Long-Term Relationships

Working with Borcat continues a 34-year relationship for J&B Haulage of Grose Wold, Sydney

With a history dating back over 50 years, Borcat has established a strong reputation within the trailer manufacturing industry as a custom builder of tippers, offering products in aluminium or high-tensile steel.

Based at Wetherill Park, Sydney, Borcat offers a broad range of tipper options, from rigid truck bodies through to three-axle, four-axle and five-axle dog trailers, semitrailers and B-doubles.

In 2008 the company changed ownership and today is operated by John Thompson and Paul Gallagher as joint managing directors.

“Borcat has always been a family-owned business and remains so today,” said John Thompson.Borcat-Trailers-J&B-Haulage-PT.69-3

“The trend for our customers is to move to higher payload PBS-approved tippers in place of the earlier preference for three-axled dog trailers.

“As trailers have grown larger the weights have of course increased, and we are seeing that move from the 48.5 tonnes of a typical three-axle dog trailer, through 57.5 tonnes for a four-axle and now to 63.5 tonnes for a quad-dog tipper. This growth has been driven by the need to maximise efficiency,” said John.

Borcat customers typically tend to concentrate on carting aggregate and landscape supplies rather than working in the demolition and rock industry. Consequently, the build mix for Borcat is currently around 95 percent aluminium construction, with the remainder being built using high-tensile steel.

“We offer axles and suspension systems to suit the customer and the application with well-known brands such as BPW, Hendrickson and SAF-Holland. When building trailers to suit PBS requirements each trailer obviously includes EBS, ABS and roll stability systems and we’ve seen a change in preference to disc brake systems, which are now equally as popular as drum brakes,” added John.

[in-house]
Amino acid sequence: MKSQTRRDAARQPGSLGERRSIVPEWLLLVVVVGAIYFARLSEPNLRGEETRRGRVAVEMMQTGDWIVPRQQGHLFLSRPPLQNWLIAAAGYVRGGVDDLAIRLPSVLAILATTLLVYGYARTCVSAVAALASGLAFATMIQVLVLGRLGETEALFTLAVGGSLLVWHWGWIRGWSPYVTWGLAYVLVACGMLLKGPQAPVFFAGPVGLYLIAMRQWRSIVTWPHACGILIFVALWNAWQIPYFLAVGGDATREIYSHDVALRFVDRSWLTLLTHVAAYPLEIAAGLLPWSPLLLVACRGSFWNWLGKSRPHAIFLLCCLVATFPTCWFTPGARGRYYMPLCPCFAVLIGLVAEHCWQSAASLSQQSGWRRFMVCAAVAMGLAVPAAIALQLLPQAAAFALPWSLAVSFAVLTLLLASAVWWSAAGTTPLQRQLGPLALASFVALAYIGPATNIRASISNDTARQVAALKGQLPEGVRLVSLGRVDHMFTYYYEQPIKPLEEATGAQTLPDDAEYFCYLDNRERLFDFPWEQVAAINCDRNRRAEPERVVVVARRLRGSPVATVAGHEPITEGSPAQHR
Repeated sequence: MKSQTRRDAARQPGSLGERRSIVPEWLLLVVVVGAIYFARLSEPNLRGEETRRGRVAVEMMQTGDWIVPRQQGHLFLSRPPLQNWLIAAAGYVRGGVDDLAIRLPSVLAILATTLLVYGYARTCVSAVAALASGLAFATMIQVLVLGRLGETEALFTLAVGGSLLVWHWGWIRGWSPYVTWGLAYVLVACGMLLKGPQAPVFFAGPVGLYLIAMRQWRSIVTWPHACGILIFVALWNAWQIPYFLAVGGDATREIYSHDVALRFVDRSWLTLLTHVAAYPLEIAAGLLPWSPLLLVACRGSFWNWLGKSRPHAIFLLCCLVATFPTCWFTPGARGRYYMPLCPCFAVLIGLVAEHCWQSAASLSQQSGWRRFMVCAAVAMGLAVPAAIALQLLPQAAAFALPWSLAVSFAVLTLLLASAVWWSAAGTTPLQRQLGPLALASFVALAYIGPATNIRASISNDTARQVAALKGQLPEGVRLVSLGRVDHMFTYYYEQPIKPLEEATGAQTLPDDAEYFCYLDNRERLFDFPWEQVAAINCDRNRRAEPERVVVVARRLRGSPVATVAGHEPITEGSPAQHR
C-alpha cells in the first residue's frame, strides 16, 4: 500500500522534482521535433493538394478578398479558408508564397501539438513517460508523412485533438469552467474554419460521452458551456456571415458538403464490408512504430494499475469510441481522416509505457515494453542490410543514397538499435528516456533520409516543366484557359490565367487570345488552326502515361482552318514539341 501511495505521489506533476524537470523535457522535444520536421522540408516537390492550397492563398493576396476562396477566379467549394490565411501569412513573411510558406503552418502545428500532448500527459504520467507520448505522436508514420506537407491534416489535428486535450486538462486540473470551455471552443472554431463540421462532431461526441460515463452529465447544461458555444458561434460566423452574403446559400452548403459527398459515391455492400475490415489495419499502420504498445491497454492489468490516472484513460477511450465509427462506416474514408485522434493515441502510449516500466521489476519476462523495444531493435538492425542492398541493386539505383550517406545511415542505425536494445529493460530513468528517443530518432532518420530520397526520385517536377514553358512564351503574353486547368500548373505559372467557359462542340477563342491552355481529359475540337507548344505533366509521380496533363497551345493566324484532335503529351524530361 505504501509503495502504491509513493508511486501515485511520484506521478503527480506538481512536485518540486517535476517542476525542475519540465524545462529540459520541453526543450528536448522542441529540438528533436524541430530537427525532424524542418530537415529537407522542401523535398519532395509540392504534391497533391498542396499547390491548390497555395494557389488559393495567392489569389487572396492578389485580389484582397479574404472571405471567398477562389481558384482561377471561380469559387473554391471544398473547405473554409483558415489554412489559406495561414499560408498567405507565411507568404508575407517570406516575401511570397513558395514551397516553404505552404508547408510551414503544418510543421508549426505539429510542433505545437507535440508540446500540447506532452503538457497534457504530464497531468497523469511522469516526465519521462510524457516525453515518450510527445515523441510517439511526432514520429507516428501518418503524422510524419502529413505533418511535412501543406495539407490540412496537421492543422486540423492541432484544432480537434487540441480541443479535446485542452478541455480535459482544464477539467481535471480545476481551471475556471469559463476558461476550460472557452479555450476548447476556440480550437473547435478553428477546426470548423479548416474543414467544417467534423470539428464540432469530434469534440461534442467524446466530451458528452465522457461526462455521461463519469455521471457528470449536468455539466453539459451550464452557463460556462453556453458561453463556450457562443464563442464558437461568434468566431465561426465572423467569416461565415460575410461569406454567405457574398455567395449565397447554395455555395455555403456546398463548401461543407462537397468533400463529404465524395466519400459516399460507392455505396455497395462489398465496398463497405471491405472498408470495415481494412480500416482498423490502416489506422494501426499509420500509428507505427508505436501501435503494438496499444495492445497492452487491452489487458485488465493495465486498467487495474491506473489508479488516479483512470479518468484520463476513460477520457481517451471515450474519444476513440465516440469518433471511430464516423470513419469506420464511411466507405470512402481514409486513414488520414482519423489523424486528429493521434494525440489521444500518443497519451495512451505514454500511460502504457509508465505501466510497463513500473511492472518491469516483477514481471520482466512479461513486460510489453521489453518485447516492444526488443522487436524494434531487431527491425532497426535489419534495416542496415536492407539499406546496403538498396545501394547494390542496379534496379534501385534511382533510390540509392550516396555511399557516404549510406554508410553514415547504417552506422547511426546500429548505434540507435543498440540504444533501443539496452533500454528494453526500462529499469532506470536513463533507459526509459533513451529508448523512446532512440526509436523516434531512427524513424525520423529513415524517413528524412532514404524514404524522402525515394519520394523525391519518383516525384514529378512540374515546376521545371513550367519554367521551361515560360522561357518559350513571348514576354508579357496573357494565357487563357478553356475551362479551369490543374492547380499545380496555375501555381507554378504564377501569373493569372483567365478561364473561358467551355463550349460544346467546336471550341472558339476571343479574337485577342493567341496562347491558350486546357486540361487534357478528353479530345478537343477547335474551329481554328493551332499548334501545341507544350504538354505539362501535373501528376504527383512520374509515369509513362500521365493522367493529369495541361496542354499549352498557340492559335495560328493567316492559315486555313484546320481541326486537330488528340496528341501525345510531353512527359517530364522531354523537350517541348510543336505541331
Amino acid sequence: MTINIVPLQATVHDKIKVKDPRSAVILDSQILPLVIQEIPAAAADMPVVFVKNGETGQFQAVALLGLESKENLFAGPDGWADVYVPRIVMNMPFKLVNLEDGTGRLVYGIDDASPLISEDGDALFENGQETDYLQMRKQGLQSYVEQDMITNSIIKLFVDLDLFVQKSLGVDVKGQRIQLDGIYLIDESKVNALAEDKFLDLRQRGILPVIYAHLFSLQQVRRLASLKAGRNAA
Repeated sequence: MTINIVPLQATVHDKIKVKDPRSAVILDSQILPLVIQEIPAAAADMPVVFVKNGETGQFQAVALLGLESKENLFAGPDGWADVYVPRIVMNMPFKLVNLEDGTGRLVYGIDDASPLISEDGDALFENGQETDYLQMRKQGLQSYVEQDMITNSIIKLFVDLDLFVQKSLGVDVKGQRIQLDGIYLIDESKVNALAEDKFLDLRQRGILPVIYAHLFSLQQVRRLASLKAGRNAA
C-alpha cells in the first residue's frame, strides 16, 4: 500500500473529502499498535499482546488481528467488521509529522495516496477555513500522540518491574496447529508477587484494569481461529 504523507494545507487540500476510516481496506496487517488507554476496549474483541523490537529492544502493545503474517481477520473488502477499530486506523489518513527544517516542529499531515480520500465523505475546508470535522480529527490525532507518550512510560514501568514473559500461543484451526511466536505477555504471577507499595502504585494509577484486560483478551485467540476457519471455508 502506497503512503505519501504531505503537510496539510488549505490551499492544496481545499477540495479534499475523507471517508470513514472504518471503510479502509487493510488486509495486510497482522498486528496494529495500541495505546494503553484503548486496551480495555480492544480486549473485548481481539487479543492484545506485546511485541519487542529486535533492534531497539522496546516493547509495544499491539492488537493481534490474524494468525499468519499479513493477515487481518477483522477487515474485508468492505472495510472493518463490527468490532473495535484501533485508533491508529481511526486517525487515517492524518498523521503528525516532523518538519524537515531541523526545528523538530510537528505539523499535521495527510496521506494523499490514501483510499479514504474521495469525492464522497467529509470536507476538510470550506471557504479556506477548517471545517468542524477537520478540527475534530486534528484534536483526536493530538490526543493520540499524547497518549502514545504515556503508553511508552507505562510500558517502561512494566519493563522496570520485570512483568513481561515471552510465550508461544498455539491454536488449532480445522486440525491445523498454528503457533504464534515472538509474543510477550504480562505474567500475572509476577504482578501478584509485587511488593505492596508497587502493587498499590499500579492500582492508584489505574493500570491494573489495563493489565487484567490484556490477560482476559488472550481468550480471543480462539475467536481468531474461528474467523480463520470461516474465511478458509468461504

TrailerTorque caught up with a Joe and Bronwyn Capizzi of J&B Haulage, a long-standing customer that has used Borcat trailers for over 35 years.

“Even before starting our own business I was working as a company driver and using Borcat trailers,” said Joe Capizzi.

“I started working in tippers at the age of 21 after training as a mechanic and drove an ERF. That first truck was an ex-Ansett truck and was bought by my brother Frank. This was prime mover configuration hauling a steel-sprung bogie-axled semitrailer fitted with a Borcat body. We used to cart clay and shale from Maroota and Wiseman’s Ferry to the brickyards for Austral bricks.

“In 1984 my wife Bronwyn and I bought a 1979 International ACCO 3074B powered by a Cummins 903 from my brother Frank, who changed his trucking business away from tippers into carrying chickens. By then we were running our own company as J&B Capizzi, and we carried on carting sand and aggregate.

“We bought a three-axled Borcat aluminium dog trailer with steel spring suspension in the late 80s, making the ACCO into a rigid tipper, and I drove that truck for 25 years. We sold the ACCO some 13 years ago and that was the truck that built our company.

“In 1991 we changed the company name to J&B Haulage Pty. Ltd. and in 1999 we bought a Kenworth T600, which had been operated by Mobil as a B-double prime mover. The T600 remains on the fleet today and is powered by a Detroit Series 60 DDEC3 engine. It is currently driven by one of our casual drivers who, at 72 years of age, still enjoys driving.

“To match the T600 weBorcat-Trailers-J&B-Haulage-PT.69-10 bought our first airbag equipped tipper. This was a three-axled Borcat dog trailer, fitted with BPW suspension, EBS braking system and BPW disc brakes, and was our first with air suspension.

“Working with Steve Smith, our brake expert at Commercial Brake Engineering of Wetherill Park, we put the complete Wabco EBS and roll stability system on the Kenworth T600,” said Joe.